White House urges tech CEOs to weigh in on modernizing gov't

Angelica Greene
June 20, 2017

According to Recode, in a meeting with the White House's American Technology Council, Trump conceded that federal agencies desperately needed to catch up with the private sector when it comes to technology.

In spite of pressure for the tech community to denounce the Trump administration, the new tech summit's lineup remains almost the same as it was back in December, again featuring Tim Cook, Jeff Bezos, Eric Schmidt, Satya Nadella and Brian Krzanich, among others. That's in large part due to tech workers' anger toward a president who has attacked U.S. immigrants (often their colleagues), vowed to gut visa programs such as the H1-B (which are frequently used to employ foreign engineering talent in the US), reneged on U.S. promises in the Paris Agreement to slow climate change (a priority issue to many in California), among other things.

The administration drew a mix of flattery and policy requests from the assembled technology leaders and university officials.

Specifically, Tim Cook pitched to President Trump that the united States should make coding a requirement in school's, something he has voiced his opinion on in the past as well.

Microsoft CEO Satya Nadella also agreed, saying increasing competitiveness could be achieved through government spending in research.

"If you set the data free, the entrepreneurs are going to do the rest", he told the president.

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Jared Kushner, President Trump's senior adviser and son-in-law, gave a speech to CEOs of technology companies at the White House on June 19, promoting the innovative power of the private sector to update aging federal IT infrastructure. The Pentagon has continued to use floppy disks - years after many consumers stopped - to manage its nuclear arsenal.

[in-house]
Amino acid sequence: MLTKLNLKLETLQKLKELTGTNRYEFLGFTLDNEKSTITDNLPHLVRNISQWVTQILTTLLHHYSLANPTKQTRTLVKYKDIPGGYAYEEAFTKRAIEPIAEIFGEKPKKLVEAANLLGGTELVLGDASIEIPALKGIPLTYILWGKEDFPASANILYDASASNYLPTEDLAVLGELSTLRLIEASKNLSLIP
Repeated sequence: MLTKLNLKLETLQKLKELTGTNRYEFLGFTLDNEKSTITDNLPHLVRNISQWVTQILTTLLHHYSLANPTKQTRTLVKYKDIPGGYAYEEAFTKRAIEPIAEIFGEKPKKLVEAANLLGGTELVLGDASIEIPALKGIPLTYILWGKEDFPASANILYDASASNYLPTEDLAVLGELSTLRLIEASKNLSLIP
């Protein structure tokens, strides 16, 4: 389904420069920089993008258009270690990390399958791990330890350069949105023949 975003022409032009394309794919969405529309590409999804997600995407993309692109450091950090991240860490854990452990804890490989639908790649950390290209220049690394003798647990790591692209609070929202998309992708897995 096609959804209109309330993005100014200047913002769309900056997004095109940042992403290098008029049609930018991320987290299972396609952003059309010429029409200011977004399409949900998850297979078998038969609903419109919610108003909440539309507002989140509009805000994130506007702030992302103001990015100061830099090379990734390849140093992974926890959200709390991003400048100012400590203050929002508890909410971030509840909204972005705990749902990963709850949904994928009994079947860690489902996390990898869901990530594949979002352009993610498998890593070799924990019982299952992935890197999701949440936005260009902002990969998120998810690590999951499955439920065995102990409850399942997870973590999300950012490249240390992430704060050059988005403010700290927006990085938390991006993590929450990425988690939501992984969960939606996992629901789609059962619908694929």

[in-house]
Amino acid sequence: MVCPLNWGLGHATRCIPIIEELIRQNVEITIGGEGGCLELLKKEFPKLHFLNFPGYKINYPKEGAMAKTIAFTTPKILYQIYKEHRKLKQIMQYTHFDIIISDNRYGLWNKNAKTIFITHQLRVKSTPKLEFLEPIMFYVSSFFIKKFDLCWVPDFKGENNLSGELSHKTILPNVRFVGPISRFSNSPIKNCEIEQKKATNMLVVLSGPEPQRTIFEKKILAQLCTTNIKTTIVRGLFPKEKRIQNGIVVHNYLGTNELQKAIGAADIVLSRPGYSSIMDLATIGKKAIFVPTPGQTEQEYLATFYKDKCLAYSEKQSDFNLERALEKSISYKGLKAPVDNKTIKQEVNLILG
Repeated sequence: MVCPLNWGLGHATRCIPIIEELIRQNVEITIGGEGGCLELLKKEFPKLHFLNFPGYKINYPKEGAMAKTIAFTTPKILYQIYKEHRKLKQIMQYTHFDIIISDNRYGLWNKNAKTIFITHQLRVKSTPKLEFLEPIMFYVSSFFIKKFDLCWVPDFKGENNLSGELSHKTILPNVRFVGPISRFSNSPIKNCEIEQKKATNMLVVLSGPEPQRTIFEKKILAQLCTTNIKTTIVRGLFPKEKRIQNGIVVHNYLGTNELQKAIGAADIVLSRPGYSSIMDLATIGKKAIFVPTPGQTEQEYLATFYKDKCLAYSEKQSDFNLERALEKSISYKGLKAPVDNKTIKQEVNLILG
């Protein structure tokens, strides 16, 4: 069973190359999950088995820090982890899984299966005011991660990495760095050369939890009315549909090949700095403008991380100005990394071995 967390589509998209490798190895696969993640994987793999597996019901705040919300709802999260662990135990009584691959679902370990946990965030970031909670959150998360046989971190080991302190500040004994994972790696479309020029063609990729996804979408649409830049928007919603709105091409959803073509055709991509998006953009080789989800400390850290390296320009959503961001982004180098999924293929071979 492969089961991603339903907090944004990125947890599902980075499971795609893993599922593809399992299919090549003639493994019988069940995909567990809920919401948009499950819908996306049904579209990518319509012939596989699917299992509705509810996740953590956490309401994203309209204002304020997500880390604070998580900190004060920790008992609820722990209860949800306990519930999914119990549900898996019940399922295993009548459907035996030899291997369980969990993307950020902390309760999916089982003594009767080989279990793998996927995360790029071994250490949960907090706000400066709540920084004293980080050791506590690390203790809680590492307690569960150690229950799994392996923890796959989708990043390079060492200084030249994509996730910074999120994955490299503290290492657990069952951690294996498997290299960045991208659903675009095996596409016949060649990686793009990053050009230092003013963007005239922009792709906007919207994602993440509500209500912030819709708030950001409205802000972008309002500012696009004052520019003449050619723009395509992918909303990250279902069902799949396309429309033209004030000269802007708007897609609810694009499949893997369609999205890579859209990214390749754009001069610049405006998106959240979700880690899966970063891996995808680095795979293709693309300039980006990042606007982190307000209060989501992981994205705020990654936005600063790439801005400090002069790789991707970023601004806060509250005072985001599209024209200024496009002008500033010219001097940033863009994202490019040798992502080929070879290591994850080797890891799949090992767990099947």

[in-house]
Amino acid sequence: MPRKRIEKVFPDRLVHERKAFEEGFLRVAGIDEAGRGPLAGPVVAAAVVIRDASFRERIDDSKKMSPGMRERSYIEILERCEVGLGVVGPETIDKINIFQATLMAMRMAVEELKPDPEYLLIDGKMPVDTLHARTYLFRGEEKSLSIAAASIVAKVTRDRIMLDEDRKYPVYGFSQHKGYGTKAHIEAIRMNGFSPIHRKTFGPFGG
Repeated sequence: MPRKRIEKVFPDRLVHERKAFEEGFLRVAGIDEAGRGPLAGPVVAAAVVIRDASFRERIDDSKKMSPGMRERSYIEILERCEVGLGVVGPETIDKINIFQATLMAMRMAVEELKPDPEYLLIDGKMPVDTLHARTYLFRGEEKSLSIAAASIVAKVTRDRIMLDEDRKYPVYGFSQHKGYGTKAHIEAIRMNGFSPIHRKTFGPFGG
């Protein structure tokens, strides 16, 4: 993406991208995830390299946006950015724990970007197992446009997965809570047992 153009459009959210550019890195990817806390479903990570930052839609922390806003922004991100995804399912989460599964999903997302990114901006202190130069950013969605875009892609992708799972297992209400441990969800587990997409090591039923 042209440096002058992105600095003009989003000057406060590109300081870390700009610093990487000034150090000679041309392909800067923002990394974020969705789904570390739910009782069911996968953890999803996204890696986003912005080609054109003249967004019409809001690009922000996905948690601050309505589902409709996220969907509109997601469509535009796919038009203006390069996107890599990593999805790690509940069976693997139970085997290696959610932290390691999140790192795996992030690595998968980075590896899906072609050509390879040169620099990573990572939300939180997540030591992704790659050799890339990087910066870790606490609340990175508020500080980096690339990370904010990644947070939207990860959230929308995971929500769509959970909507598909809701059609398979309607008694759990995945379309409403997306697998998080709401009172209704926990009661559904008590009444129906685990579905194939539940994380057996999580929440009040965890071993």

Silicon Valley and Donald Trump have disagreed on many issues, most notably Trump's recent decision to pull the USA out of the Paris climate accord and issues surrounding immigration. Leaders at Apple and Google were among the American corporate executives who appealed to the president to stay in the pact.

Cook, Bezos and others have since been vocal critics of some of the administration's policies, including the attempt to institute a travel ban for visitors from some majority-muslim countries.

Some of the biggest names in Silicon Valley descended on the White House on Monday (19 June) for the first meeting of the American Technology Council.

A 2016 US Government Accountability Office report estimated the US government spent more than $80 billion in IT annually, excluding classified operations.

But none of the executives criticized the president in public sessions, and Trump projected a jovial mood, touting the gains in technology stocks since he took office and expressing confidence his administration would overcome such long-running challenges as modernizing the air traffic system.

Other reports by GizPress

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